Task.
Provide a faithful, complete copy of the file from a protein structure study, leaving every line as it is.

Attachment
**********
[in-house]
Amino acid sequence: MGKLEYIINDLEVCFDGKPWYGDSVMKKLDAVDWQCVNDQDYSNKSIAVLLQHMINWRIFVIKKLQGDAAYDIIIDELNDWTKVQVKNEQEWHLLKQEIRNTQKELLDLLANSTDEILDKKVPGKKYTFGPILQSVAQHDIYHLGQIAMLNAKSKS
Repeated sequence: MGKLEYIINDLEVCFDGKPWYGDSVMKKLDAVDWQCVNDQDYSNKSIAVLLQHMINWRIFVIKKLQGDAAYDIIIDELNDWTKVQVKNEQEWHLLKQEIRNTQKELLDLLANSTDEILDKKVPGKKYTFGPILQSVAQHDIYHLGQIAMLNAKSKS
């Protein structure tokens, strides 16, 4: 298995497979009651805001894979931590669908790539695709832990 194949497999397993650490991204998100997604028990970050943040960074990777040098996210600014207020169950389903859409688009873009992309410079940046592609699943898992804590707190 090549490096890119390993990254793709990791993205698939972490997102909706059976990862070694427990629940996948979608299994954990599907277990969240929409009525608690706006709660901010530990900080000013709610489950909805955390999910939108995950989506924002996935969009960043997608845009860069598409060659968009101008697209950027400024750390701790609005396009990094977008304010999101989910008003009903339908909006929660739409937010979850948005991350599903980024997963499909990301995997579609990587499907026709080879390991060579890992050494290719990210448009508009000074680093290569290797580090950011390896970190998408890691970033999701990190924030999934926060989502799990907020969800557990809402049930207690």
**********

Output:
[in-house]
Amino acid sequence: MGKLEYIINDLEVCFDGKPWYGDSVMKKLDAVDWQCVNDQDYSNKSIAVLLQHMINWRIFVIKKLQGDAAYDIIIDELNDWTKVQVKNEQEWHLLKQEIRNTQKELLDLLANSTDEILDKKVPGKKYTFGPILQSVAQHDIYHLGQIAMLNAKSKS
Repeated sequence: MGKLEYIINDLEVCFDGKPWYGDSVMKKLDAVDWQCVNDQDYSNKSIAVLLQHMINWRIFVIKKLQGDAAYDIIIDELNDWTKVQVKNEQEWHLLKQEIRNTQKELLDLLANSTDEILDKKVPGKKYTFGPILQSVAQHDIYHLGQIAMLNAKSKS
């Protein structure tokens, strides 16, 4: 298995497979009651805001894979931590669908790539695709832990 194949497999397993650490991204998100997604028990970050943040960074990777040098996210600014207020169950389903859409688009873009992309410079940046592609699943898992804590707190 090549490096890119390993990254793709990791993205698939972490997102909706059976990862070694427990629940996948979608299994954990599907277990969240929409009525608690706006709660901010530990900080000013709610489950909805955390999910939108995950989506924002996935969009960043997608845009860069598409060659968009101008697209950027400024750390701790609005396009990094977008304010999101989910008003009903339908909006929660739409937010979850948005991350599903980024997963499909990301995997579609990587499907026709080879390991060579890992050494290719990210448009508009000074680093290569290797580090950011390896970190998408890691970033999701990190924030999934926060989502799990907020969800557990809402049930207690």